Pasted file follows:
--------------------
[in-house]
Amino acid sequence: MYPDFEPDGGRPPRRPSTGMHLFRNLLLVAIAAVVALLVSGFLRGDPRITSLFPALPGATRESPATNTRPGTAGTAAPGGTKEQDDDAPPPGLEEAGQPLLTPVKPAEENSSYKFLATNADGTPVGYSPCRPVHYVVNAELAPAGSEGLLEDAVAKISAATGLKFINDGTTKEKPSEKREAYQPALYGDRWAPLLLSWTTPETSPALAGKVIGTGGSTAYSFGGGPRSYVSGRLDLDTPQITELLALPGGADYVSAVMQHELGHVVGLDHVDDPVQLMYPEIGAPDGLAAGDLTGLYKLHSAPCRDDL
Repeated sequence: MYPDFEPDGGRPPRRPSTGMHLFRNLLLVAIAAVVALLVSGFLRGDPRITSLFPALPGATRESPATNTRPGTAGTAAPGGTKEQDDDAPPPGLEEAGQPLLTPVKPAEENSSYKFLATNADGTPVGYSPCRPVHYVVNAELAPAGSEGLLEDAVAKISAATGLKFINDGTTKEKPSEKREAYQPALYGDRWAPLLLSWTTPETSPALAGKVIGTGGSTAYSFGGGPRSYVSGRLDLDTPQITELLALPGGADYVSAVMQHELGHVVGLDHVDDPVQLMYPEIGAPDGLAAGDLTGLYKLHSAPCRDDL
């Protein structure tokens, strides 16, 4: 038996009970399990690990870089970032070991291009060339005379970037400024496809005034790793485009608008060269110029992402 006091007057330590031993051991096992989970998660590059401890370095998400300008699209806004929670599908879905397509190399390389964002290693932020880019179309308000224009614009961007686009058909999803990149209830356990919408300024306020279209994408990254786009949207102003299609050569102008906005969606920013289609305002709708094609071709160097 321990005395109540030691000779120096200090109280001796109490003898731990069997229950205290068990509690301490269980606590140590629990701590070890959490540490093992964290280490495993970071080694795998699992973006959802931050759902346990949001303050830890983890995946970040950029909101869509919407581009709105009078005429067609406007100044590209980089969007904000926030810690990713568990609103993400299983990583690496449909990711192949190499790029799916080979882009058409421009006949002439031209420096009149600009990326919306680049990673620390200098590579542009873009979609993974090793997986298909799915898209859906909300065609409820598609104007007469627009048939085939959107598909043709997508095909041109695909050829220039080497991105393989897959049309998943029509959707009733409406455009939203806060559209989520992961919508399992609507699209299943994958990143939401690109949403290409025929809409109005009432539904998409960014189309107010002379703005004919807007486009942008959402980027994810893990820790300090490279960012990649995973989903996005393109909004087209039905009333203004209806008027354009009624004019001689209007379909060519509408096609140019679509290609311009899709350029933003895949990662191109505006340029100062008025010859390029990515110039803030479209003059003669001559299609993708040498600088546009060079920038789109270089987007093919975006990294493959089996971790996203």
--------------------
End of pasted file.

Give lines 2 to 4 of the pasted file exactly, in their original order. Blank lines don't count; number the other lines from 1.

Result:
Amino acid sequence: MYPDFEPDGGRPPRRPSTGMHLFRNLLLVAIAAVVALLVSGFLRGDPRITSLFPALPGATRESPATNTRPGTAGTAAPGGTKEQDDDAPPPGLEEAGQPLLTPVKPAEENSSYKFLATNADGTPVGYSPCRPVHYVVNAELAPAGSEGLLEDAVAKISAATGLKFINDGTTKEKPSEKREAYQPALYGDRWAPLLLSWTTPETSPALAGKVIGTGGSTAYSFGGGPRSYVSGRLDLDTPQITELLALPGGADYVSAVMQHELGHVVGLDHVDDPVQLMYPEIGAPDGLAAGDLTGLYKLHSAPCRDDL
Repeated sequence: MYPDFEPDGGRPPRRPSTGMHLFRNLLLVAIAAVVALLVSGFLRGDPRITSLFPALPGATRESPATNTRPGTAGTAAPGGTKEQDDDAPPPGLEEAGQPLLTPVKPAEENSSYKFLATNADGTPVGYSPCRPVHYVVNAELAPAGSEGLLEDAVAKISAATGLKFINDGTTKEKPSEKREAYQPALYGDRWAPLLLSWTTPETSPALAGKVIGTGGSTAYSFGGGPRSYVSGRLDLDTPQITELLALPGGADYVSAVMQHELGHVVGLDHVDDPVQLMYPEIGAPDGLAAGDLTGLYKLHSAPCRDDL
């Protein structure tokens, strides 16, 4: 038996009970399990690990870089970032070991291009060339005379970037400024496809005034790793485009608008060269110029992402 006091007057330590031993051991096992989970998660590059401890370095998400300008699209806004929670599908879905397509190399390389964002290693932020880019179309308000224009614009961007686009058909999803990149209830356990919408300024306020279209994408990254786009949207102003299609050569102008906005969606920013289609305002709708094609071709160097 321990005395109540030691000779120096200090109280001796109490003898731990069997229950205290068990509690301490269980606590140590629990701590070890959490540490093992964290280490495993970071080694795998699992973006959802931050759902346990949001303050830890983890995946970040950029909101869509919407581009709105009078005429067609406007100044590209980089969007904000926030810690990713568990609103993400299983990583690496449909990711192949190499790029799916080979882009058409421009006949002439031209420096009149600009990326919306680049990673620390200098590579542009873009979609993974090793997986298909799915898209859906909300065609409820598609104007007469627009048939085939959107598909043709997508095909041109695909050829220039080497991105393989897959049309998943029509959707009733409406455009939203806060559209989520992961919508399992609507699209299943994958990143939401690109949403290409025929809409109005009432539904998409960014189309107010002379703005004919807007486009942008959402980027994810893990820790300090490279960012990649995973989903996005393109909004087209039905009333203004209806008027354009009624004019001689209007379909060519509408096609140019679509290609311009899709350029933003895949990662191109505006340029100062008025010859390029990515110039803030479209003059003669001559299609993708040498600088546009060079920038789109270089987007093919975006990294493959089996971790996203």